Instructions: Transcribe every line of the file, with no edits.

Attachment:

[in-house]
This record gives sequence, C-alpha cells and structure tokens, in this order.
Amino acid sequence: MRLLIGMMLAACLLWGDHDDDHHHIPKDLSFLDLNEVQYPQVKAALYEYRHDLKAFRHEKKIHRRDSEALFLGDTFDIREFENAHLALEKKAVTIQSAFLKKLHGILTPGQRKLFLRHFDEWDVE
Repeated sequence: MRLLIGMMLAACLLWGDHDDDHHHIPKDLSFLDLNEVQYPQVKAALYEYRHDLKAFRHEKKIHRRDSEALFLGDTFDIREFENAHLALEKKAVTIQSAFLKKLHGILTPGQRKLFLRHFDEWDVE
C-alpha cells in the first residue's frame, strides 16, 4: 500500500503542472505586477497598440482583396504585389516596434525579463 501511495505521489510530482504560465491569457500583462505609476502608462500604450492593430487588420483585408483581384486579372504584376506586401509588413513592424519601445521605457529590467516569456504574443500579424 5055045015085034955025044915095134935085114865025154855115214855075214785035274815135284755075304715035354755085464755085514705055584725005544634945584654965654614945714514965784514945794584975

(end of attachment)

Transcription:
[in-house]
This record gives sequence, C-alpha cells and structure tokens, in this order.
Amino acid sequence: MRLLIGMMLAACLLWGDHDDDHHHIPKDLSFLDLNEVQYPQVKAALYEYRHDLKAFRHEKKIHRRDSEALFLGDTFDIREFENAHLALEKKAVTIQSAFLKKLHGILTPGQRKLFLRHFDEWDVE
Repeated sequence: MRLLIGMMLAACLLWGDHDDDHHHIPKDLSFLDLNEVQYPQVKAALYEYRHDLKAFRHEKKIHRRDSEALFLGDTFDIREFENAHLALEKKAVTIQSAFLKKLHGILTPGQRKLFLRHFDEWDVE
C-alpha cells in the first residue's frame, strides 16, 4: 500500500503542472505586477497598440482583396504585389516596434525579463 501511495505521489510530482504560465491569457500583462505609476502608462500604450492593430487588420483585408483581384486579372504584376506586401509588413513592424519601445521605457529590467516569456504574443500579424 5055045015085034955025044915095134935085114865025154855115214855075214785035274815135284755075304715035354755085464755085514705055584725005544634945584654965654614945714514965784514945794584975